Climate Common Sense is not a sceptical site but a non-believer's site .Global warming and cooling are natural phenomena and carbon dioxide is a lovely gas vital to plant growth. Global Warming has stopped and Climate Change ( I call it Weather) is the new manufactured bogeyman. This website will present a realist view on the Climate Change debate.
"It doesn't matter how beautiful your theory is, it doesn't matter how smart you are. If it doesn't agree with experiment, it's wrong." Richard P. Feynman
Thursday, December 9, 2010
6.3 Trillion Dollars - "New Wealth"
Bloomberg reports that Japanese adviser Nishimura suggests over ten years selling carbon allowances to emitters and that "the huge chunk of new wealth" generated be distributed to poor nations for global warming "and other needs" .
Mutsuyoshi Nishimura, who was Japan’s chief climate-protection negotiator during the five years through 2008, proposed a $6.3 trillion carbon market to kick- start stalled talks. A small memo to the Mr Nishimura - imposing a costly tax is not generating wealth - it is an impost on companies and organisations that do create it. You actually generate wealth by reducing taxation !The thing that really worries me is that so many dumb politicians might agree with him given the spread of the equally dumb warming alarmism.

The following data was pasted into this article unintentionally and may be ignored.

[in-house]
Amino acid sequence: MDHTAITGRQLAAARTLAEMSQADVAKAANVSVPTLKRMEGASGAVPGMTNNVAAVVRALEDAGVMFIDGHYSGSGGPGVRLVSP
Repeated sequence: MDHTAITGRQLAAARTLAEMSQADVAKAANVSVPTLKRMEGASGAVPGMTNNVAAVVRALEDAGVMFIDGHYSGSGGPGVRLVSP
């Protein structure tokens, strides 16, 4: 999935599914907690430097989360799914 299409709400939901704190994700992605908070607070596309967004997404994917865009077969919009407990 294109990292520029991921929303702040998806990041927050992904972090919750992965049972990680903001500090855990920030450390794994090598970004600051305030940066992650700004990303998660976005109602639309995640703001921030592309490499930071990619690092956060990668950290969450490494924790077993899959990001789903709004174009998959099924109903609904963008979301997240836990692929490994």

The world could sell 250 billion metric tons of carbon- dioxide allowances to emitters in the 10 years through 2020, generating “a huge chunk of new wealth” that could help poor nations cope with the impact of global warming and other needs, Nishimura said yesterday in an interview atUnited Nations talks in Cancun, Mexico. He handed to Bloomberg an 11-page document outlining the plan.
“The key part is to cap globally and sell allowances to all corporations,” said Nishimura, who now advises the Japanese cabinet on climate matters. His proposal is not yet supported by Japan, nor any other nation, he said.
Under the plan, governments would divide up 660 billion tons of allowances through 2050. In the first phase, the 250 billion tons could be sold potentially at $25 each. The incentive of the cash would prompt governments to overcome differences and settle on a global peaking year for emissions and a distribution of allowances to each nation.
“The ultimate payment is going to be made by households” consuming goods and services that require fossil-fuel combustion, Nishimura said. “There would be a single carbon price.”
Nations would sell 200 billion tons in the 10 years through 2030, 150 billion tons in the decade after and 60 billion tons in the final phase of the 40-year program, according to the plan. International negotiations on the plan might delay its start until about 2020, he said.